# Project Management Mathematics I- Monitoring & Control

This article will cover the Ishikawa’s seven basic tools of Quality.

- Cause-and-effect diagram
- Control charts
- Histogram
- Flowchart
- Pareto chart
- Checksheets
- Scatter diagram

## Cause and effect diagram

It is also known as fishbone diagram which are very helpful to find the root cause of the defect.

The causes are found by looking at the problem statement and asking “why” until the actionable root cause has been identified or until the reasonable possibilities on each fishbone have been exhausted. This Ishikawa diagram helps stimulate thinking and organizes thoughts. This diagram depicts every potential cause and sub cause of a problem and the effect that each proposed solution will have on the problem. In the above diagram: poor training, old equipment, funds are the causes and “Excessive downtime” is the effect.

## Control charts

Control charts measure the results of processes over time and display the results in a graphical form. These charts are a way to determine whether process variances are in or out of control. A control chart is based on sample variance measurements. From the samples chosen and measured, the mean and standard deviation are determined.

Let’s assume from a sample you have determined the measurement where mean is 300 and the standard deviation equals 44.72. Three standard deviations on either side of the mean become your upper and lower control points on this chart. In this case 3 standard deviations is equal to 300 +- (134.16).Therefore, if all control points fall within plus or minus three standard deviations on either side of the mean, the process is in control. If points fall outside the acceptable limits, the process is not in control and corrective action is needed. UCL and LCL are Upper control limit and lower control limit respectively. USL and LSL are upper specification limit and lower specification limit.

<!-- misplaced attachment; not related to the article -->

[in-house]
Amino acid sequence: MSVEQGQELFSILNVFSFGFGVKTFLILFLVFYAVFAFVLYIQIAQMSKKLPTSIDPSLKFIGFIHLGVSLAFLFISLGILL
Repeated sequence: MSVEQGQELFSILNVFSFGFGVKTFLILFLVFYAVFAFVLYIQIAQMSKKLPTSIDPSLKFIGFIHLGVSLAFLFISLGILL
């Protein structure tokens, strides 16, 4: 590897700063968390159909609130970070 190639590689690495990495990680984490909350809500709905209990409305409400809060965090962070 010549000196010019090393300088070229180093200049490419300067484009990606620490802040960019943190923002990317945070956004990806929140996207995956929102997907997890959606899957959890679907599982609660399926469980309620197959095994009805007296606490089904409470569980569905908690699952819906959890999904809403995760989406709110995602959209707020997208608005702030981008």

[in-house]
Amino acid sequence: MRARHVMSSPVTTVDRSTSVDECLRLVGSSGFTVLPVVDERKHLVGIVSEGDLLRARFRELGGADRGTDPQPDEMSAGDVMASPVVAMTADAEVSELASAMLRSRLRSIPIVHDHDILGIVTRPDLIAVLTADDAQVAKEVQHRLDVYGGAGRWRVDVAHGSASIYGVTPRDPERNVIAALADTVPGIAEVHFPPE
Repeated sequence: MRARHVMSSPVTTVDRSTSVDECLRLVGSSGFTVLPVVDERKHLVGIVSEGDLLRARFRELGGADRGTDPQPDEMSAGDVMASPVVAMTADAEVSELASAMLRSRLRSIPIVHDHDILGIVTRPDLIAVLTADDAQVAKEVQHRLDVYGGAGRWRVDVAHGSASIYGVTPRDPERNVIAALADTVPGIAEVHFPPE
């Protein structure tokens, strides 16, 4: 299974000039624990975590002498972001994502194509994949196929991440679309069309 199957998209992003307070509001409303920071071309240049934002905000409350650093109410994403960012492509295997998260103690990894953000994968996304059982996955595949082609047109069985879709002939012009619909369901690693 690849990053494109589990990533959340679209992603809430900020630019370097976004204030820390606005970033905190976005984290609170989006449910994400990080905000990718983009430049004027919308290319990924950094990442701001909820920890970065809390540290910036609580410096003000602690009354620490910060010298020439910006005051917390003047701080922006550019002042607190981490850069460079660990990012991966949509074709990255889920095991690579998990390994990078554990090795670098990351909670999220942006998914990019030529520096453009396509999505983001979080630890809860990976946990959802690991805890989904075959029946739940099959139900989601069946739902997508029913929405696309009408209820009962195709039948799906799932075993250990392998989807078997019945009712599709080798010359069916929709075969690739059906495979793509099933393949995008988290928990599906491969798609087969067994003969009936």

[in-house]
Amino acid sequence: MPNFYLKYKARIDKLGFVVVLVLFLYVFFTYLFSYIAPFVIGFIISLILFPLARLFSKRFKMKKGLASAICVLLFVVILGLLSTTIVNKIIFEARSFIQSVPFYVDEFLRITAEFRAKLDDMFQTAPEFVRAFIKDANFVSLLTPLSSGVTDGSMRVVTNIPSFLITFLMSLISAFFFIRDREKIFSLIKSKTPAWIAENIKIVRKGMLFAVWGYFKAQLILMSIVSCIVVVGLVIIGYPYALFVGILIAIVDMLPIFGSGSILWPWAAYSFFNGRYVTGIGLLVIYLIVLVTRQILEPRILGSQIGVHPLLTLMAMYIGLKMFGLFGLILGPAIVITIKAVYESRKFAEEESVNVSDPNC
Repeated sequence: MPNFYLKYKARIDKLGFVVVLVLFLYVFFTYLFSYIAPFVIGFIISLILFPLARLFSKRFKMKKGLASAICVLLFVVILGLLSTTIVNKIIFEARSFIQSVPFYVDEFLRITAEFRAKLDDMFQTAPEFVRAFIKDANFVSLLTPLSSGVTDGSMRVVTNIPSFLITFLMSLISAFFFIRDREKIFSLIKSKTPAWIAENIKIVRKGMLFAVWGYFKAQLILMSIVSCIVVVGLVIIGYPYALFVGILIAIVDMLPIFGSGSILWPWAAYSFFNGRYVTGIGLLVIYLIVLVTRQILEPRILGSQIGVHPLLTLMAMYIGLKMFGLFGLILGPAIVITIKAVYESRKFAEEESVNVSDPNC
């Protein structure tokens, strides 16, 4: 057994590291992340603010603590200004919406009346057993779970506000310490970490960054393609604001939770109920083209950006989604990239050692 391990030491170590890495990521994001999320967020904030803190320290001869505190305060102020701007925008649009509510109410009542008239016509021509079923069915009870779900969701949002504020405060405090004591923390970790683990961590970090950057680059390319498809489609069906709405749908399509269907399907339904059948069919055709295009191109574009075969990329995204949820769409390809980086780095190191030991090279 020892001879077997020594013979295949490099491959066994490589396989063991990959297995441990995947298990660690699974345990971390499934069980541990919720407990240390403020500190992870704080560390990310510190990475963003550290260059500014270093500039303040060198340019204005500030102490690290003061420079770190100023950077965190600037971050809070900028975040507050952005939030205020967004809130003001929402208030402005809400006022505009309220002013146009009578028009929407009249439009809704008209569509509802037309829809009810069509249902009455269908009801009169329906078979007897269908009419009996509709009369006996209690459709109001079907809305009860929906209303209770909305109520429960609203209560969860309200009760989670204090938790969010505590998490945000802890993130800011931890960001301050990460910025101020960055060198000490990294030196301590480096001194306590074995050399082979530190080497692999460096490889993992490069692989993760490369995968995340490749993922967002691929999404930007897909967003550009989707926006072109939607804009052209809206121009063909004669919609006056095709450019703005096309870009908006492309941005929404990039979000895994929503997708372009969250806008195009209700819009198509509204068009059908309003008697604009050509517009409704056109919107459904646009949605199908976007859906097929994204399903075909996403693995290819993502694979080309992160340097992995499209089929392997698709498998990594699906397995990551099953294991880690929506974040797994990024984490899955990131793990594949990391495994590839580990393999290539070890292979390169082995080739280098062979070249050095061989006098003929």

The relationship between mean and SD is out of course, but if there is a sample of n items with values x1,x2,x3,x4 and so on

The SD and mean(X) can be calculated using the formula given below

* X=(X1+X2+X3+…Xn) / n*

* SD = [(1/n) * ((X – X1) ^ 2 + (X- X2) ^ 2 +…. + (X -Xn) ^ 2)] ^ (1 /2)*

## Histogram

Histogram is used for illustrating the relationship in the context of two variables. Histograms are typically bar charts that depict the distribution of variables over time. This represents the distribution by mean. If the histogram is normal, the graph takes the shape of a bell curve. If it is not normal, it may take different shapes based on the condition of the distribution. Histogram can be used to measure something against time i.e. the graph is plotted on x-axis and y-axis.

Consider the following example: The following histogram shows number of hits on the company’s website in different time of the day. The .x. axis shows the number of users or customers active on the website and the .y. axis shows the time of the day.

## Flowchart

The flow chart can be used to understand a complex process in order to find the relationships and dependencies between events. Flow charts can be used for any field and to illustrate events involving processes of any complexity. They typically show activities, decision points, and the flow or order of steps in a process. Flowcharts are diagrams that show the logical steps that must be performed in order to accomplish an objective. They can also show how the individual elements of a system interrelate. Flowcharting can help identify where quality problems might occur on the project and how problems happen. There is specific software tools developed for drawing flow charts, such as Microsoft Visio.